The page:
The tenant fee ban is probably the biggest piece of legislative change in the industry since the Housing Act in 2004. And it’s going to have a marked effect on the private rented sector.
The 2019 June 1st ban on letting agent fees
In summary, the Act is a total ban on fees and charges to tenants in the private rented sector. This fee ban applies to start a tenancy, renew a tenancy, during a tenancy, or to end a tenancy.
The government state their aim is to reduce the costs that tenants face at the outset, and throughout, a tenancy. As well as to balance the landlord and tenant relationship to make it fairer for tenants to rent in this country.
The law will apply to tenancies agreed and signed after 1 June 2019. If you have a current tenancy already active on 1 June, then you can charge fees until 31 May 2020. Although from 1st June 2020, the Act applies to all tenancies thereafter.
Here’s how the new tenant fee ban will impact you
Outlined below is a summary of what the law states are permitted payments. As well as examples of prohibited payments.
Permitted payments summary – allowed under the Act
- Rent – either inclusive or exclusive of utilities and services but these must be included within the rent payment or the tenancy agreement and agreed before the tenancy commences.
- A holding deposit of no more than 1 weeks rent. Once this is paid, a landlord must take a property off the market and commence referencing. If the tenant gives false or misleading information, or they decide to cancel their application the holding deposit will be retained by the agency.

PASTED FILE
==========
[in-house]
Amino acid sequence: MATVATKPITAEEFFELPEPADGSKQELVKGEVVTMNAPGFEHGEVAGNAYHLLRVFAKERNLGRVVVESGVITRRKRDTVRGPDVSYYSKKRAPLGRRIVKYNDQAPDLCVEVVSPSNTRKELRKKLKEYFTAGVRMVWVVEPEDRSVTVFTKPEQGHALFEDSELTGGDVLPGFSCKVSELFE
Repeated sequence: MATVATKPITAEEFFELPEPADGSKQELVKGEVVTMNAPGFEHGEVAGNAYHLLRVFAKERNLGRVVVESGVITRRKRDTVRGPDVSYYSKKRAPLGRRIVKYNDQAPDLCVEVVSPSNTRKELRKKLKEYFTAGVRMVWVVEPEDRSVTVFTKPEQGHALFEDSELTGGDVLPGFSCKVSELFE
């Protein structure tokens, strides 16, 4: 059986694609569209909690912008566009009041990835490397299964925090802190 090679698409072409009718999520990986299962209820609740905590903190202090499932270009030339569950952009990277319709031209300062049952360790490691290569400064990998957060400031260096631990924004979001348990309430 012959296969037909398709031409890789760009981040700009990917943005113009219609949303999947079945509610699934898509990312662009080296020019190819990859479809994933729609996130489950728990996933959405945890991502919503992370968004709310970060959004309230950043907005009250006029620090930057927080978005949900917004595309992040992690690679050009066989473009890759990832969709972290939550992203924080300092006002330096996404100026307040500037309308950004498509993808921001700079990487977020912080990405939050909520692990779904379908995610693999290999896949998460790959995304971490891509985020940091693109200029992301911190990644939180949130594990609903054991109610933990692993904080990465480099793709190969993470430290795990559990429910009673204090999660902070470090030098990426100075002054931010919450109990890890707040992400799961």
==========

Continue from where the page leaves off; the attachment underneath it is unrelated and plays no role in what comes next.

- A deposit of no more than 5 weeks rent for tenancies where the annual rent is up to £50,000.
- A change to a tenancy agreement, called a Novation of contract, is capped at £50.
- A fee to be released from a tenancy, by way of mutual surrender, not exceeding the landlord’s costs or rent that is outstanding. (Note: An example of this, would be the letting fee that you would pay us to re-let the property).
- A default fee where rent is more than 14 days late, calculated by working out the interest overdue on the rent at 3% above the Bank of England interest rate.
- The cost to replace a lost or stolen key or fob.
- Damages and breaches of contract if you have suffered a loss, or you can demonstrate that you have had to pay something out (when a tenant is responsible) are allowed. You must have written evidence, and all costs must be reasonable. You may be able to charge £15 an hour if you can prove this to be the hourly rate of you, or somebody within an agency acting for you, to put right a breach. You can also only claim from the tenant the cost it will be to make good the breach of tenancy and no more.
For more information, I highly recommend you read the guidance notes released by the government. These guidelines may be able to answer a lot of queries you may have. You can see them here.
So what happens next?
It’s difficult to predict exactly what the fee ban will do to the market, but we do expect rents will rise in the long term as a result of the ban. Likely due to the increase in costs for the landlords.
Furthermore, landlords may look to sell their buy to let properties. This in turn could create more competition, and therefore further drive the cost of rents up.
It could also be seen as an opportunity for some landlords who could monopolise their position if they retain their portfolio and offer high quality property in an area where other landlords have sold.
For tenants, it will certainly make it easier for them in the short term to rent a property as their initial upfront costs will be lower.
Although the Tenant Fee Act is going to affect us Homesale Homelet will do our best to stay competitive and as ever continue to help our landlords as much as we can.
If you’d like to arrange an appointment to discuss the fee ban with me, or to talk about anything else property related, then please don’t hesitate to email me firstname.lastname@example.org or call me on 07974 145566. Or indeed pop into our offices at 18 Grosvenor Street, CH1 2DD.